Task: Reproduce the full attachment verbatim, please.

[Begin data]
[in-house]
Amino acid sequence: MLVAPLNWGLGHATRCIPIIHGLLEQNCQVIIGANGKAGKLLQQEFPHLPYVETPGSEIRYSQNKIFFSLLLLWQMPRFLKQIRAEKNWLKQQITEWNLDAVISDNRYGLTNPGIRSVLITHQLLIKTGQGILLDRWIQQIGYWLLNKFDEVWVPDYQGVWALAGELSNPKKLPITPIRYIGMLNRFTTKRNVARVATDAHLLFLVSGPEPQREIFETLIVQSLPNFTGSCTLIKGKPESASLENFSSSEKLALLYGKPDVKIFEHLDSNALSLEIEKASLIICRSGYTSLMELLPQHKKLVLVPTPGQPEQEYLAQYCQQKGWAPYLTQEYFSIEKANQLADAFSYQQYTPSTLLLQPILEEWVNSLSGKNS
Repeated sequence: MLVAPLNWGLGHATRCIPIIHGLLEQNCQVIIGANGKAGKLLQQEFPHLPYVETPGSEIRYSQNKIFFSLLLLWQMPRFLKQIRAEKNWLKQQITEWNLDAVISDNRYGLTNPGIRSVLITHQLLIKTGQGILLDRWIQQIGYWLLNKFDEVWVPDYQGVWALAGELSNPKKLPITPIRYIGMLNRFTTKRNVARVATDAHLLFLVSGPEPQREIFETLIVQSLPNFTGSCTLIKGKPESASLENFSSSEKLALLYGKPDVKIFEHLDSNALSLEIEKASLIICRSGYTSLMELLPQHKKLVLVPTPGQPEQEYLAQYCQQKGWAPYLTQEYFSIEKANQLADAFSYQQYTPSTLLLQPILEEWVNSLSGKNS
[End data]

[in-house]
Amino acid sequence: MLVAPLNWGLGHATRCIPIIHGLLEQNCQVIIGANGKAGKLLQQEFPHLPYVETPGSEIRYSQNKIFFSLLLLWQMPRFLKQIRAEKNWLKQQITEWNLDAVISDNRYGLTNPGIRSVLITHQLLIKTGQGILLDRWIQQIGYWLLNKFDEVWVPDYQGVWALAGELSNPKKLPITPIRYIGMLNRFTTKRNVARVATDAHLLFLVSGPEPQREIFETLIVQSLPNFTGSCTLIKGKPESASLENFSSSEKLALLYGKPDVKIFEHLDSNALSLEIEKASLIICRSGYTSLMELLPQHKKLVLVPTPGQPEQEYLAQYCQQKGWAPYLTQEYFSIEKANQLADAFSYQQYTPSTLLLQPILEEWVNSLSGKNS
Repeated sequence: MLVAPLNWGLGHATRCIPIIHGLLEQNCQVIIGANGKAGKLLQQEFPHLPYVETPGSEIRYSQNKIFFSLLLLWQMPRFLKQIRAEKNWLKQQITEWNLDAVISDNRYGLTNPGIRSVLITHQLLIKTGQGILLDRWIQQIGYWLLNKFDEVWVPDYQGVWALAGELSNPKKLPITPIRYIGMLNRFTTKRNVARVATDAHLLFLVSGPEPQREIFETLIVQSLPNFTGSCTLIKGKPESASLENFSSSEKLALLYGKPDVKIFEHLDSNALSLEIEKASLIICRSGYTSLMELLPQHKKLVLVPTPGQPEQEYLAQYCQQKGWAPYLTQEYFSIEKANQLADAFSYQQYTPSTLLLQPILEEWVNSLSGKNS